Vaginal and Perineal Post-Labor Care
Whether you deliver vaginally or through a C-section, you will experience a degree of vaginal bleeding and discharge after, sometimes for up to six weeks. This is completely normal — although an inconvenience for a lot of women. You will be advised to wear pads (not tampons) to absorb the discharge (also known as lochia). The bleeding will likely be the heaviest in the first 10 days after delivery and then taper off to light bleeding for about a month after. You may also pass some clots; this is normal, too.
At the same time, you will likely experience some pain and swelling in your perineal area, the area between your vagina and your anus. You might consider using ice packs to ease the discomfort, and you should always clean the area with warm water after going to the bathroom. Using toilet paper can further irritate the area. If needed, use an anesthetic cream or take pain-relieving medication.
Abdominal Post-Labor Care
After you give birth, your uterus will need some time to contract back to its prenatal shape and size. This will often result in cramping over the weeks after delivery, known as “afterpains.” Some of these pains will be sharp, while others will be duller. It can be beneficial to use heating pads and medication to relieve this pain.
You may also experience difficulties urinating and defecating during your post-labor recovery. It’s common to be constipated or have trouble urinating; your perineal area will be sore, and you may delay going to the bathroom to avoid aggravating the pain and irritation that already exists. To induce easier urination and defecation, make sure to drink plenty of fluids and eat high-fiber foods such as black beans and broccoli. If your discomfort in the bathroom lasts for longer than a few days, make sure to talk to your doctor; they may be able to prescribe stool softener or another medication to ease your bowel movements.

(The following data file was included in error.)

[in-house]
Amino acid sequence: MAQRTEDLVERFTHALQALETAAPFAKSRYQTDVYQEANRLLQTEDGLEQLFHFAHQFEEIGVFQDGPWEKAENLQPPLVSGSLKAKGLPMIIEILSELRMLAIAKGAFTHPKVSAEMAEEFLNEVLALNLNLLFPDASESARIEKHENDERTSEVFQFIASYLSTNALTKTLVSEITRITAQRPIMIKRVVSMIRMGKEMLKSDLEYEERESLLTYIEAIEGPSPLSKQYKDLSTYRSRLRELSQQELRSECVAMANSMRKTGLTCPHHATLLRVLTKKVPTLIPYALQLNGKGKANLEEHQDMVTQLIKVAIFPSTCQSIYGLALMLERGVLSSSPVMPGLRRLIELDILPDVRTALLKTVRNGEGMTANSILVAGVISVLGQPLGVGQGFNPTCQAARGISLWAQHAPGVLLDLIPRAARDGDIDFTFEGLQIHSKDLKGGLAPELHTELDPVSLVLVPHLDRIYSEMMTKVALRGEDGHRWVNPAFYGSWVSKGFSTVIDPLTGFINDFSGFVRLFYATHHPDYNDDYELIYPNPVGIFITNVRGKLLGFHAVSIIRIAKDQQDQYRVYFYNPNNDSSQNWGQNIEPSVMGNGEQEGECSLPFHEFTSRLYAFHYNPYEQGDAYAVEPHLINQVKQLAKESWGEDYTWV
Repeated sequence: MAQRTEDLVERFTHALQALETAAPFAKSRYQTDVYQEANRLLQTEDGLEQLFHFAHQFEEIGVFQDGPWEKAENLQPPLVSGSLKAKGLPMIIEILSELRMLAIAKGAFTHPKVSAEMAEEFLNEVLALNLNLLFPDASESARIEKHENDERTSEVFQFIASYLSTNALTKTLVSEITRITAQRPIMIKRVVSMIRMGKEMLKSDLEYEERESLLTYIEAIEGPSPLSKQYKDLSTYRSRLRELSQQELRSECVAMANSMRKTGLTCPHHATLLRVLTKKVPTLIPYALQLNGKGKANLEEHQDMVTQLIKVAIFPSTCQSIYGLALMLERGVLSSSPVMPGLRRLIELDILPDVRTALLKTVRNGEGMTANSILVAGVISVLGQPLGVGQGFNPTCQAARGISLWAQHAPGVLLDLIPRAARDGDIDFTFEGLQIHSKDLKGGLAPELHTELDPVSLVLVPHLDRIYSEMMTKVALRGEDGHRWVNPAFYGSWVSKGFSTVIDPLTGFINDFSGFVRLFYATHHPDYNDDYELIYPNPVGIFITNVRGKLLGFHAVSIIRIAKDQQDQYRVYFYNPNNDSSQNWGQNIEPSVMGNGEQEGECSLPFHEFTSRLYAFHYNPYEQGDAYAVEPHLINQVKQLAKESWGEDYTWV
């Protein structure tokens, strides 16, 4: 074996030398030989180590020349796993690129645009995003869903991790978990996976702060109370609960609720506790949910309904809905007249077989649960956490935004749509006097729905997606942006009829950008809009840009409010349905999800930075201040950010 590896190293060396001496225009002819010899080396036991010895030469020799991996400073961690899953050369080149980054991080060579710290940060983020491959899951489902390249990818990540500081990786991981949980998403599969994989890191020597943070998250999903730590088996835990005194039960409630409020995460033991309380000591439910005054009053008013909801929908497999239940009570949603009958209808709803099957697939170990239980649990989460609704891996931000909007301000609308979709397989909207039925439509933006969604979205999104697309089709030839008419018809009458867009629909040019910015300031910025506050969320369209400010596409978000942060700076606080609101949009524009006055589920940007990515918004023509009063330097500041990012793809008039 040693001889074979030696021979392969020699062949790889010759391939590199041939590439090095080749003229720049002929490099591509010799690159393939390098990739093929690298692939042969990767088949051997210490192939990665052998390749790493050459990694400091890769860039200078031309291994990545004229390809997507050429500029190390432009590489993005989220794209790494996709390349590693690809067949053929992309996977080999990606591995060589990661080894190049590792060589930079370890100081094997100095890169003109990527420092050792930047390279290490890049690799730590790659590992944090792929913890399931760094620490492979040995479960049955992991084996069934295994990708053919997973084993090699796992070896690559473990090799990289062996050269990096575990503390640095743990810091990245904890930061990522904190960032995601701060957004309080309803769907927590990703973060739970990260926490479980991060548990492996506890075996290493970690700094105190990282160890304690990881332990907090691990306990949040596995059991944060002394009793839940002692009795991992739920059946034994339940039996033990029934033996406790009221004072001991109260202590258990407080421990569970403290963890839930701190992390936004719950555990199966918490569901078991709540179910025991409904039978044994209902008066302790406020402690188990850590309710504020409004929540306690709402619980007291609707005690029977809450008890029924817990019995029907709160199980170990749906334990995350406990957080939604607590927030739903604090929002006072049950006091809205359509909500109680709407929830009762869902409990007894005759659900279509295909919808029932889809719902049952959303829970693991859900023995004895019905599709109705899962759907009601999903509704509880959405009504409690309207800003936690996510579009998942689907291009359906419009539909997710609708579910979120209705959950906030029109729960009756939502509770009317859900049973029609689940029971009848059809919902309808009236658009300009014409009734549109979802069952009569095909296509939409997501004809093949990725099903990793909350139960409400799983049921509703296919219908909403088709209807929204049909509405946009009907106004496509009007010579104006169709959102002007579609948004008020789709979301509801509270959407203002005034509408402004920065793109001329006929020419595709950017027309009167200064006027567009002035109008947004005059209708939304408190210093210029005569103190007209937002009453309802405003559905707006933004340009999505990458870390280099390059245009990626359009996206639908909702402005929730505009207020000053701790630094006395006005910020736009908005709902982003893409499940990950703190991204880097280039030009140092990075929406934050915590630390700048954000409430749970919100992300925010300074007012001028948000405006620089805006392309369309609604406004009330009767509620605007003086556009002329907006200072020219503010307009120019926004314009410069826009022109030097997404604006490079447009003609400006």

Breast Care After Giving Birth
If you are choosing to breastfeed your child while recovering from labor, you may experience sore nipples and breasts in the first few days as you adjust to the new routine. It takes time for you and your child to establish your breastfeeding rapport; you may need to try different positions or consult a lactation expert for help. Make sure you let your nipples air-dry after feeding, and be cautious about using other creams to soothe sore nipples (they can cause infections). Always speak to your lactation specialist and your doctor if you are having difficulties with your breastfeeding routine.
Mental Health Post-Labor Care